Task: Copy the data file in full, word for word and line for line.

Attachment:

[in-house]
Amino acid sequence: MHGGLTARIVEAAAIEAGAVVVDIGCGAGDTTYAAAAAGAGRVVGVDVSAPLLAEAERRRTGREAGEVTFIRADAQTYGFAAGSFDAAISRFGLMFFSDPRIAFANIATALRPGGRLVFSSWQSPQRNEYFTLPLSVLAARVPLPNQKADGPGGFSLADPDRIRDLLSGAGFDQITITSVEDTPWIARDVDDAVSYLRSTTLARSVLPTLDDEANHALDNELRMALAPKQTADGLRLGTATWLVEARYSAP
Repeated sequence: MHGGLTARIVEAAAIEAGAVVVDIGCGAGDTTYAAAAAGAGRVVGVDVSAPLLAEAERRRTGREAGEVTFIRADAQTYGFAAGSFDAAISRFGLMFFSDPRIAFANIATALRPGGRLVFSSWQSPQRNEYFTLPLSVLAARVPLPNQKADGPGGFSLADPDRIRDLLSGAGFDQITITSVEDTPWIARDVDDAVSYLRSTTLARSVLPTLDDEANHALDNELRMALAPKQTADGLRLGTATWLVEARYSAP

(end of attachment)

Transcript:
[in-house]
Amino acid sequence: MHGGLTARIVEAAAIEAGAVVVDIGCGAGDTTYAAAAAGAGRVVGVDVSAPLLAEAERRRTGREAGEVTFIRADAQTYGFAAGSFDAAISRFGLMFFSDPRIAFANIATALRPGGRLVFSSWQSPQRNEYFTLPLSVLAARVPLPNQKADGPGGFSLADPDRIRDLLSGAGFDQITITSVEDTPWIARDVDDAVSYLRSTTLARSVLPTLDDEANHALDNELRMALAPKQTADGLRLGTATWLVEARYSAP
Repeated sequence: MHGGLTARIVEAAAIEAGAVVVDIGCGAGDTTYAAAAAGAGRVVGVDVSAPLLAEAERRRTGREAGEVTFIRADAQTYGFAAGSFDAAISRFGLMFFSDPRIAFANIATALRPGGRLVFSSWQSPQRNEYFTLPLSVLAARVPLPNQKADGPGGFSLADPDRIRDLLSGAGFDQITITSVEDTPWIARDVDDAVSYLRSTTLARSVLPTLDDEANHALDNELRMALAPKQTADGLRLGTATWLVEARYSAP